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Model for enhancement of OAS1 activation by RNA sequence and structural motifs. OAS1 requires at least ~17 bp dsRNA for binding, shown here on the left for the model 18 bp dsRNA duplex with OAS1 consensus activation sequence (purple) and on the right for the nc886 central stem sequence. Once positioned by the OAS1 binding site, RNA signatures such as the 3′‐ssPy motif (orange) or the tertiary structure of nc886 (red) can dramatically increase OAS1 activation. The mechanism of activation by these RNA features is currently unknown but modeling and mutagenesis analyses suggest the OAS1 loop containing G157 may be important (see main text for details)
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Double‐stranded and structured RNA activators of OAS. Select RNAs discussed in the main text: (a) 18 bp dsRNA used in the OAS1‐dsRNA crystal structure and identification of the 3′‐ssPy motif, (b) adenovirus (Ad2) VA RNAI with sites of Dicer cleavage indicated (black scissors), (c) cellular nc886 RNA with location of OAS1 activating structural motif indicated (red shading), (d) example of ss‐dsRNA (43 bp) with sites of RNase cleavage to generate a minimal 3′‐ssPy motif indicated (orange scissors), (e) WNV 5′‐terminal region, and (f) WNV 3′‐terminal region with OAS1 activating stem‐loop highlighted (red shading). For all RNAs 3′‐ssPy motifs are indicated by the orange text and the OAS1 consensus activation sequence WWN9WG (shown above the 18 bp dsRNA in Panel a) by white text on blue background. The purple background for the 18 bp dsRNA top strand denotes the consensus sequence directly contacted by OAS1 in the OAS1‐dsRNA crystal structure (inset in Panel a)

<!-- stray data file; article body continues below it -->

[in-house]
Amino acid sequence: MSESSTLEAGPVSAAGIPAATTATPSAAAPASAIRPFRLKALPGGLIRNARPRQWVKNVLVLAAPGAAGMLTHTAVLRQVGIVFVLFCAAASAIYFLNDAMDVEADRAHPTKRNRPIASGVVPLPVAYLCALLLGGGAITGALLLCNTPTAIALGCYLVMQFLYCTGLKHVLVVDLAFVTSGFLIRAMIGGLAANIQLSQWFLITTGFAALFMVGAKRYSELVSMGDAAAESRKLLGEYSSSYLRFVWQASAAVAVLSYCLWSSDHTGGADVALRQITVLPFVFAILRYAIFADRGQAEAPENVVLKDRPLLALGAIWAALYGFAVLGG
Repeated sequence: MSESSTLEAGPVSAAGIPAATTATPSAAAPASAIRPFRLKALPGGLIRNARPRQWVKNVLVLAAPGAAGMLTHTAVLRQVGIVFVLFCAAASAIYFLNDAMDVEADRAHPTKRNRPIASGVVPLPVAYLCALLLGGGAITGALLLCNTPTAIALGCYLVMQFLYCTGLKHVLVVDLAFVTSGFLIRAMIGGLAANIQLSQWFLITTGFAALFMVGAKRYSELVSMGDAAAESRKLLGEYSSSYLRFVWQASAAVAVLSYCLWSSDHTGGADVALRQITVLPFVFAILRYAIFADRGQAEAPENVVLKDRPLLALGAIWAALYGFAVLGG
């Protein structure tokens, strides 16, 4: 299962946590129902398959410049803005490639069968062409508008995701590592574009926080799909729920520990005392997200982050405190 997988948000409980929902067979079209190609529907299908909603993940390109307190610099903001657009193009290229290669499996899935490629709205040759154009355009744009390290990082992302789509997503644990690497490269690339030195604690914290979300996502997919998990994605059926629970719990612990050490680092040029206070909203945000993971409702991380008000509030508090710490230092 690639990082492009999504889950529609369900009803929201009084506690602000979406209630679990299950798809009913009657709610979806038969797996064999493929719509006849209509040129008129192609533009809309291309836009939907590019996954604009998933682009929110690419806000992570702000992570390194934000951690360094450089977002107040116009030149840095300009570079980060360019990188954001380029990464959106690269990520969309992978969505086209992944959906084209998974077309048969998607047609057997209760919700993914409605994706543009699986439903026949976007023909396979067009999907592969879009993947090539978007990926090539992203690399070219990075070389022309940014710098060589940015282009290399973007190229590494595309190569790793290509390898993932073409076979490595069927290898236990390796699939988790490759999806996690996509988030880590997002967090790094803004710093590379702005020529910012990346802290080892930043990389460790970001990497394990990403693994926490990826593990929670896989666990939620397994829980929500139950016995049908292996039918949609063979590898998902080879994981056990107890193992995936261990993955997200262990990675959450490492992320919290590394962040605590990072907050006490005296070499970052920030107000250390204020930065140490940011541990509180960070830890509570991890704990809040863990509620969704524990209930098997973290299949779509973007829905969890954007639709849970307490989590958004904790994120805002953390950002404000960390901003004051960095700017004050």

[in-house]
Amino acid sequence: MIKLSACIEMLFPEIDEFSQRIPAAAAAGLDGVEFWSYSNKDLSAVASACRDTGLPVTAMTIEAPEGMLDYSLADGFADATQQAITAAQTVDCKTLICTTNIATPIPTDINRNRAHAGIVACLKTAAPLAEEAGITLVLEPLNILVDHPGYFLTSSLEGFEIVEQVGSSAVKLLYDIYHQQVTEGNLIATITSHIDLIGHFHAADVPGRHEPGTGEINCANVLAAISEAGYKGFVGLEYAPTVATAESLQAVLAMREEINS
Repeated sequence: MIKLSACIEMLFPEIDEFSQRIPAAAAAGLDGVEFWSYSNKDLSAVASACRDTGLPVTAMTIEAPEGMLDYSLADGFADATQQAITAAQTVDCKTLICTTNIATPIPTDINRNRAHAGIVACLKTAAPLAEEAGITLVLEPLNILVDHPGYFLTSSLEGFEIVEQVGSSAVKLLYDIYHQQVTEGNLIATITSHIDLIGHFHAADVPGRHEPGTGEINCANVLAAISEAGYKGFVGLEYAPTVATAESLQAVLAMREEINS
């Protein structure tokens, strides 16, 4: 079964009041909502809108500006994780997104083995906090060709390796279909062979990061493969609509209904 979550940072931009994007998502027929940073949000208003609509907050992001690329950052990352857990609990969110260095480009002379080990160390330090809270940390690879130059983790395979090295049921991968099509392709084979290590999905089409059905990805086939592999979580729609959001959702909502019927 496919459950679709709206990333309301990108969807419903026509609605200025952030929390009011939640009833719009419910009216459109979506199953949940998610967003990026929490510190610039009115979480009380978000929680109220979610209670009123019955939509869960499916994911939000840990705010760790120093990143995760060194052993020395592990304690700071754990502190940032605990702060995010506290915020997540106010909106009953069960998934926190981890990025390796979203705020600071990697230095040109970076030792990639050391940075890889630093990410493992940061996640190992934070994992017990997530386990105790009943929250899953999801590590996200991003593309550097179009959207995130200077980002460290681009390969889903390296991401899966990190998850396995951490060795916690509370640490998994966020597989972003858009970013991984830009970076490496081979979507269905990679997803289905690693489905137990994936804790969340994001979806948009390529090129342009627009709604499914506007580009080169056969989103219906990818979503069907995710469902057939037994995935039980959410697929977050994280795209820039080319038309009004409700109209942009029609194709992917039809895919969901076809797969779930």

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Conformational changes induced by double‐stranded RNA (dsRNA) binding promote synthesis of 2′‐5′‐linked oligoadenylates (2‐5A) by OAS1. (a) Cartoon of the OAS1 structure in its dsRNA‐bound state (PDB code 4IG8). ATP binding sites and other structural features described in the main text are indicated. (b) Electrostatic surface potential representation of OAS1 showing the positive (blue) charge of the dsRNA binding surface. (c) Superposition of free porcine OAS1 (PDB code 1PX5; blue) and dsRNA‐bound human OAS1 (green) with a zoomed view showing a secondary structure change induced by dsRNA binding. (d) Reorganization of key residues upon dsRNA binding: a functionally critical positional switch in which K66 replaces R195 in an electrostatic interaction with E233 (right), helps promote reorganization of the OAS1 catalytic triad (D75, D77, and D148; dashed box, left)